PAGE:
# Effect of basis functions on the dimension of a linear regression model

In Scikit-learn I can use polynomial features to create polynomial linear regression models. Scikit-learn transforms my original data as follows. If I had a datapoint [2], it would return [2,4,8] with 3 basis functions $$(x, x^2, x^3).$$ This means that it is increasing the dimensionality of the model, indeed because these monomials form a basis for the vector space of cubics. So the resulting model is a linear combination of monomials.

My question therefore is how do basis functions relate to the dimensionality of the model? Precisely which vector space do they form a basis for? How do we construct the linear regression model taking into account that vector space?

### The model space

As always in a linear model, with a $$n\times k$$ model matrix $$X$$ for $$n$$ observations and $$k$$ features, the space is the set of all possible vectors $$X\beta$$ where $$\beta$$ is the collection of $$k$$ coefficients (the "parameters").

Geometrically, the parameter $$\beta\in\mathbb{R}^k$$ is a vector and $$X$$ represents a linear transformation from $$\mathbb{R}^k$$ to $$\mathbb{R}^n.$$ The model space is the image of $$X.$$ It's a linear subspace of $$\mathbb{R}^n,$$ the so-called "column space" of $$X.$$ Linear algebra tells us the dimension of this space equals the dimension of the domain $$(k)$$ minus the dimension of the kernel (the "null space" of $$X$$), whence the dimension cannot exceed $$k$$ and equals $$k$$ precisely when the only vector $$\beta$$ for which $$X\beta=0$$ is the zero vector itself.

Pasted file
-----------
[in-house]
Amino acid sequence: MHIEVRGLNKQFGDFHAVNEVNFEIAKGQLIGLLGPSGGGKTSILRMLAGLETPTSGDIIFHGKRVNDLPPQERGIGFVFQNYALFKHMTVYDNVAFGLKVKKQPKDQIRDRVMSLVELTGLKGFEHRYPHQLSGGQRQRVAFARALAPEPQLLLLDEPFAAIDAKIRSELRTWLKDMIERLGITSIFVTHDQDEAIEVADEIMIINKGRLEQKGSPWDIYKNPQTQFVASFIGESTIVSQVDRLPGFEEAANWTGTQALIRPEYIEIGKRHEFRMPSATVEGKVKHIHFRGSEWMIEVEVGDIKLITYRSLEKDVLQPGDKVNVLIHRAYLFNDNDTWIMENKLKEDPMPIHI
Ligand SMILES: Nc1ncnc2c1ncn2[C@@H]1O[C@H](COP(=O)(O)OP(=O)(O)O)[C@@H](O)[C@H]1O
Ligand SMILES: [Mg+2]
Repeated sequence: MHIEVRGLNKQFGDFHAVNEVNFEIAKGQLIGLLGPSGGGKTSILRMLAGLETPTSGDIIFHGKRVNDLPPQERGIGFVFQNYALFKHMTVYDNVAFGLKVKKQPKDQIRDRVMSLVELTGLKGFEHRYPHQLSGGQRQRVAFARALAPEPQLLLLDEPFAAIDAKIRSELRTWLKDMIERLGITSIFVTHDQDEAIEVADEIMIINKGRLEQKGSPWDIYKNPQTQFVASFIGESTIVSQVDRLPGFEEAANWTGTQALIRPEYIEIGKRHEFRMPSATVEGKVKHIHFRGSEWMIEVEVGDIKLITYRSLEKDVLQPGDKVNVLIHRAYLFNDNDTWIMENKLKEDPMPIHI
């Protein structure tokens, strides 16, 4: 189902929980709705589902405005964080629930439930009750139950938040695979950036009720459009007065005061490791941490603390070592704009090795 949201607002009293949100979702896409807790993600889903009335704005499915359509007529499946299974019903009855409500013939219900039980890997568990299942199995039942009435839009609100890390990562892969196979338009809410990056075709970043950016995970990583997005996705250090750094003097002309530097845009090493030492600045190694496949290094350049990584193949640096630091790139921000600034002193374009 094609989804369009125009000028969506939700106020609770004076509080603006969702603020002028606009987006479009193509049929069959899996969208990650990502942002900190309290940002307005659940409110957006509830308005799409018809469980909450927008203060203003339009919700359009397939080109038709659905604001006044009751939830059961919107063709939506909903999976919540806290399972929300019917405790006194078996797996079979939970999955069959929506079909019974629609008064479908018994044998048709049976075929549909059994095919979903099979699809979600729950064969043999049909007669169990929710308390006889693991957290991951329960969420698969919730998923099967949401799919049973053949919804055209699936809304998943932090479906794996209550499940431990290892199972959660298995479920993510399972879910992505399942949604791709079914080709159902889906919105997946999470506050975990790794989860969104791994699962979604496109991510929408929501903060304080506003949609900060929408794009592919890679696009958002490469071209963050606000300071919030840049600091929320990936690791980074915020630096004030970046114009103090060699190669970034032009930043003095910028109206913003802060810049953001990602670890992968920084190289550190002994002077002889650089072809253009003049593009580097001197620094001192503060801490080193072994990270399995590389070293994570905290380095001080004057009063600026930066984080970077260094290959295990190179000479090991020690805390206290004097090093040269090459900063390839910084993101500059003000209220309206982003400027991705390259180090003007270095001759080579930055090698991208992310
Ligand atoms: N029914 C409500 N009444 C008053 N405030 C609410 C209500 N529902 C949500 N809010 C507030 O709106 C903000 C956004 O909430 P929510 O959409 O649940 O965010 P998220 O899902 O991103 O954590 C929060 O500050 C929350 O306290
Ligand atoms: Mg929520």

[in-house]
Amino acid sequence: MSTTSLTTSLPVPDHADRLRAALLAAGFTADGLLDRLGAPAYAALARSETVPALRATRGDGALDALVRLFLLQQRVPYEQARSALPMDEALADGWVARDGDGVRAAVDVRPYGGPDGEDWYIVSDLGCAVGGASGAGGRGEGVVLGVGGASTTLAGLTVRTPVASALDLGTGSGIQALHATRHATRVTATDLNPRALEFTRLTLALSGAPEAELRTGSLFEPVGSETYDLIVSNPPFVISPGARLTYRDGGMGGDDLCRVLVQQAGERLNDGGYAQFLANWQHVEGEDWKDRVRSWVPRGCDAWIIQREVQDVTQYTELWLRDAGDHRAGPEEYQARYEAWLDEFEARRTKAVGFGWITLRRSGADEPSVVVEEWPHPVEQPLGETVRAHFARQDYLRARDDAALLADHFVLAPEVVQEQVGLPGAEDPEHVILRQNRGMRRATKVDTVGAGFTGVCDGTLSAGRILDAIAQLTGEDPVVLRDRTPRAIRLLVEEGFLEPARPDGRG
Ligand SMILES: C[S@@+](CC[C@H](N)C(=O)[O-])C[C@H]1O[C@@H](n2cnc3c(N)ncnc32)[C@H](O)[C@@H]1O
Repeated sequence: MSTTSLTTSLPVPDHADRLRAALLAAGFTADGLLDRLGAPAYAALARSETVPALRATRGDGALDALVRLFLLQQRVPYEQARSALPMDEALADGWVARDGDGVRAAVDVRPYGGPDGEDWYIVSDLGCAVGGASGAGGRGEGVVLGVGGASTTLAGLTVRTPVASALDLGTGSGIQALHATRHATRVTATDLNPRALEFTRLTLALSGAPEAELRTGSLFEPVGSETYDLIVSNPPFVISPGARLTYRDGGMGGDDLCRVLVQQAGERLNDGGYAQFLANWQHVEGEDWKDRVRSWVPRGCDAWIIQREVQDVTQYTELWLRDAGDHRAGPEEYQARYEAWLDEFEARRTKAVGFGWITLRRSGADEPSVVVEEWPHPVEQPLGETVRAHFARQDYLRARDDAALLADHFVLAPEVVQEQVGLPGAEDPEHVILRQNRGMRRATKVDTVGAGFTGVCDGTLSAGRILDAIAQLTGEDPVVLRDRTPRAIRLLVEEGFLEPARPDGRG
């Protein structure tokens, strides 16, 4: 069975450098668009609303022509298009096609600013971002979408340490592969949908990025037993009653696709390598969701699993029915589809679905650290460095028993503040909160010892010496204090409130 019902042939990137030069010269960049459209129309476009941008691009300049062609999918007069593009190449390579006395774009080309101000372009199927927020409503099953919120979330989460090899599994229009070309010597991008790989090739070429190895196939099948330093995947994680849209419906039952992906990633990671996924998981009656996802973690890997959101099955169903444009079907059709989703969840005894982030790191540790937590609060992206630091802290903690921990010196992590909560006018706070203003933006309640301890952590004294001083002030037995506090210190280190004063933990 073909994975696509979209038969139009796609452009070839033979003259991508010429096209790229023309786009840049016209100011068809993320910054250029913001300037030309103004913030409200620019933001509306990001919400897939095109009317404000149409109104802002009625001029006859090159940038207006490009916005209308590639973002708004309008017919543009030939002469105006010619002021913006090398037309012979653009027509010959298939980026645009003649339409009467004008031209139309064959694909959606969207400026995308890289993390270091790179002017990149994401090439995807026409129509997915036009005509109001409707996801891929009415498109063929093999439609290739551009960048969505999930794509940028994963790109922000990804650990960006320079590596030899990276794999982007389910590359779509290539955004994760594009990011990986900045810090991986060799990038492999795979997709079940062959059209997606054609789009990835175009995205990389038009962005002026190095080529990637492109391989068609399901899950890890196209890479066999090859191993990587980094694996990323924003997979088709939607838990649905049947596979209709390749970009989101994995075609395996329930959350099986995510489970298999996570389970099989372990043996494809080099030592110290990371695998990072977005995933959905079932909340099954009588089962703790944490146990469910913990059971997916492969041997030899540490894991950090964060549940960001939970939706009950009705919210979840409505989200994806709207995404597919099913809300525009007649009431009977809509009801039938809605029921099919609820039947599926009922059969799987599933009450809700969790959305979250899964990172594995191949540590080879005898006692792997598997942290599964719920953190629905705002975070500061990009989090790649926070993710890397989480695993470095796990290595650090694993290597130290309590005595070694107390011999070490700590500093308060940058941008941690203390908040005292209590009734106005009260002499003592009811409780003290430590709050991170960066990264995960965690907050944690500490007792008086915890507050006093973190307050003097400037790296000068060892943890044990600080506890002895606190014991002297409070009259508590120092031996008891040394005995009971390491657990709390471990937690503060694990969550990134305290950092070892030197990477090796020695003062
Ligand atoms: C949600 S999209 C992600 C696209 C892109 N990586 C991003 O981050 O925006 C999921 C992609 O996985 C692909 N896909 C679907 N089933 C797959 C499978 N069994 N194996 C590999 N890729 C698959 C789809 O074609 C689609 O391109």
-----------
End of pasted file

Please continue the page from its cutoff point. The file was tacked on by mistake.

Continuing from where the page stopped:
### The dimension of the space

Can more be said? Yes, but it's a little delicate. Let's focus on the columns generated by monomials. Suppose they correspond to $$x^{e_1}, x^{e_2},$$ and so on, through $$x^{e_p},$$ where all the exponents $$e_j$$ are distinct positive integers. We may order the exponents so that $$1\le e_1 \lt e_2 \lt \cdots \lt e_p,$$ whence $$e_p \ge p.$$

Notice that when a value of $$x$$ is the same for two observations, these monomials generate identical rows, which therefore are linearly dependent: the extra rows do not change the dimension of the space of the model. Thus, we only need to consider the distinct values of $$x$$ in the dataset. Let there be $$m\le n$$ of these and let $$X_0$$ designate the model matrix for the $$m$$ distinct observations.

(Geometrically, the equality of some of the original values $$x$$ means the data reside in some $$m$$-dimensional subspace $$V^m$$ of $$\mathbb{R}^n.$$ Limiting to a set of unique rows of $$X$$ induces a linear isomorphism $$\iota: V^m\to\mathbb{R}^m.$$ $$X_0$$ thereby represents a linear transformation $$X_0:\mathbb{R}^p \to \mathbb{R}^m$$ given by applying $$X$$ and following that by $$\iota.$$ You did ask "precisely what vector space" was involved!)

To compute the dimension of the model space, let's do it indirectly by finding some null vectors. That is, we seek $$p$$-vectors $$\beta$$ for which $$X_0\beta=0.$$ Writing these distinct values of $$x$$ as $$x_1,x_2, \ldots, x_m,$$ we have

$$X_0 = \left(x_i^{e_j}\right) = \pmatrix{x_1^{e_1} & x_1^{e_2} & \cdots & x_1^{e_p}\\ x_2^{e_1} & x_2^{e_2} & \cdots & x_2^{e_p}\\ \vdots & \vdots & \ddots & \vdots\\ x_m^{e_1} & x_m^{e_2} & \cdots & x_m^{e_p}}.$$